They beat, kick and choke - and diligently post on platforms like Facebook and Instagram. For the market value of mixed martial arts fighters have long influenced not only their fights in the arena, but also the performance on the Internet, in social networks. That is why martial arts athletes are represented at the Tech Conference Web Summit in Lisbon between many digital experts.
"Social media had a big impact on my career," said professional fighter Paige VanZant the SPIEGEL. "Online you build your fan base - the Internet is very important to position yourself as a brand." On Instagram, the 25-year-old American presents herself in photos and video clips during training, but also while traveling, privately with her boyfriend and dog - and more than 2.3 million subscribers are watching. There are also around 700,000 people following their Facebook fan page and 329,000 Twitter followers.
"The fans do not just want to see the process, not just the successful moments - they want to look behind the scenes," said VanZant. "They are more interested in the more detailed contributions, for example, when it comes to a fight, and participate heavily."
Better ranking through social media
The world's largest MMA organizer UFC has invested heavily in marketing and social media formats such as video blogs and series in recent years. Meanwhile, the UFC and its fighters are producing as much content to digital expert Maya Hampton as their own media organization. The popularity of long considered brutal martial arts, in which various fighting techniques are used and in the past there were few rules, was also "exploded" thanks to the marketing. Hampton writes in an analysis. Even the stars themselves would market themselves: "They all have characteristic movements, nicknames and styles to distinguish themselves and attract sponsors," says Hampton.
The former UFC fighter and featherweight champion Cristiane "Cris Cyborg" Justino, according to the social media strategy today significantly influenced the presence in the ring: "Social media has a great influence in the marketing of fights and brand building," said the Brazilian MIRROR. "Often you can see that fighters who are ranked lower in the rankings are rewarded with better profile fights - just because of their social media follower numbers."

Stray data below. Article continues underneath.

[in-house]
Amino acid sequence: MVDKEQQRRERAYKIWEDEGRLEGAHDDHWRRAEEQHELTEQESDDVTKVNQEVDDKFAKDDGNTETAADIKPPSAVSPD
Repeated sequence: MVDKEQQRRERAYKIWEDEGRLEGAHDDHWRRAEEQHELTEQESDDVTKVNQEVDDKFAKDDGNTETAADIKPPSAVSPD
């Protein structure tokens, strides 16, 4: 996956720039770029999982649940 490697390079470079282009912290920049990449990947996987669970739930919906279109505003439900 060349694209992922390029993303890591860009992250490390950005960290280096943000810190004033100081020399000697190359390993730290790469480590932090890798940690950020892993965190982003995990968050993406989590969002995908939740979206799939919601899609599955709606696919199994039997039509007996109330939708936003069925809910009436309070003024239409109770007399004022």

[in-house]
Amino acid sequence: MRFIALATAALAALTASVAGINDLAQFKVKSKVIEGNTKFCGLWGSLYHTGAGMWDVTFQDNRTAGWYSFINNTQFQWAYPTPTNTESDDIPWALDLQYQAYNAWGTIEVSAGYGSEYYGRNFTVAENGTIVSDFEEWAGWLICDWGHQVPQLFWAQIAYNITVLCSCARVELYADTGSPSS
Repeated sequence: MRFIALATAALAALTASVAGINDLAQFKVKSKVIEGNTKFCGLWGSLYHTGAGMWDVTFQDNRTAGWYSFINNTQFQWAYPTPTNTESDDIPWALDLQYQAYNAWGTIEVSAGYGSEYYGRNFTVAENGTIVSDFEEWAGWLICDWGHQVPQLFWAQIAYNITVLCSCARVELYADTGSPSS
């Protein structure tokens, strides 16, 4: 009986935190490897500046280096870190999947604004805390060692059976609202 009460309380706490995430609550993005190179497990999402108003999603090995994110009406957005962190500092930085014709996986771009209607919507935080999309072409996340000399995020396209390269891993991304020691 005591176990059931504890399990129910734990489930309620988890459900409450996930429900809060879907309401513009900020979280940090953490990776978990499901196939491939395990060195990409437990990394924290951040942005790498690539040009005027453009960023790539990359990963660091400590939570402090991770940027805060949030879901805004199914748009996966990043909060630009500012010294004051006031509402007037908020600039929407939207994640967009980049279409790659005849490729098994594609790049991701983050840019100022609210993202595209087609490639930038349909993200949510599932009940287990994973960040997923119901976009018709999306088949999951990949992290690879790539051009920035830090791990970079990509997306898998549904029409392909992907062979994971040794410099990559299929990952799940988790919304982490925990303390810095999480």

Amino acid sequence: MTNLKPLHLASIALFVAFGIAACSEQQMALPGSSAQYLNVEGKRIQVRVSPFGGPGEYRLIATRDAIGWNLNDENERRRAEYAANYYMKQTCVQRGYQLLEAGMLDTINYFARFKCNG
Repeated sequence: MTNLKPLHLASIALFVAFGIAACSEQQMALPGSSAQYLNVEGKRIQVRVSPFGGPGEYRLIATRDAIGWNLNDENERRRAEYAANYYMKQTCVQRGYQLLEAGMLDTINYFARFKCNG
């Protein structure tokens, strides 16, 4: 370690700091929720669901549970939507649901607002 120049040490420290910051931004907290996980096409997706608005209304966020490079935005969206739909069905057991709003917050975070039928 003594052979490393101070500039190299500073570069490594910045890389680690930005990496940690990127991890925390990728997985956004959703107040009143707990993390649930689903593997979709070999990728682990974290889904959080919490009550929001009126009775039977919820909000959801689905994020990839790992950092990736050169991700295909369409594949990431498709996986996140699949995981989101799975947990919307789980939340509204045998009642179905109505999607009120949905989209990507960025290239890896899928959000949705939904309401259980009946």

Justino is also an MMA influencer, spending most of her time on her YouTube channel, but also Instagram (more than 1.1 million fans), Facebook (900,000 fans), Twitter (220,000 followers) and TikTok are important channels for her.
Justino has his own social media team to help them create content for each platform. "It's a lot of work, but I keep an eye on everything and I like it because I'm in contact with my fans," says the 34-year-old. "And I can earn money with it because many of my sponsors see value in sponsored posts." Recently, the fighter moved to MMA firm Bellator, and has completed "the largest contract in the history of the women's MMA" according to CEO Scott Coker.
Demands for more salary
The American Paige VanZant plays her social media channels alone - a feat that also pays off on deals with sponsors and other companies. In negotiations, she presents user data analytics from Facebook and Instagram to prove her reach.
Social media is also the platform for VanZant's current biggest fight - against the so-called gender paygap, the unequal pay of men and women, in the martial arts scene. VanZant has been under contract with the UFC in recent years and is currently renegotiating. But she only wants to extend it to much better conditions. Although she is one of the most popular fighters of the UFC, male newcomers earned more, she criticizes - and denounces the pay gap again and again publicly.
"Unfortunately, I earn more money on social media than in fights, although fights are my real career," says VanZant the SPIEGEL. "That's why I talk so openly about women's salaries - it's something I want to change."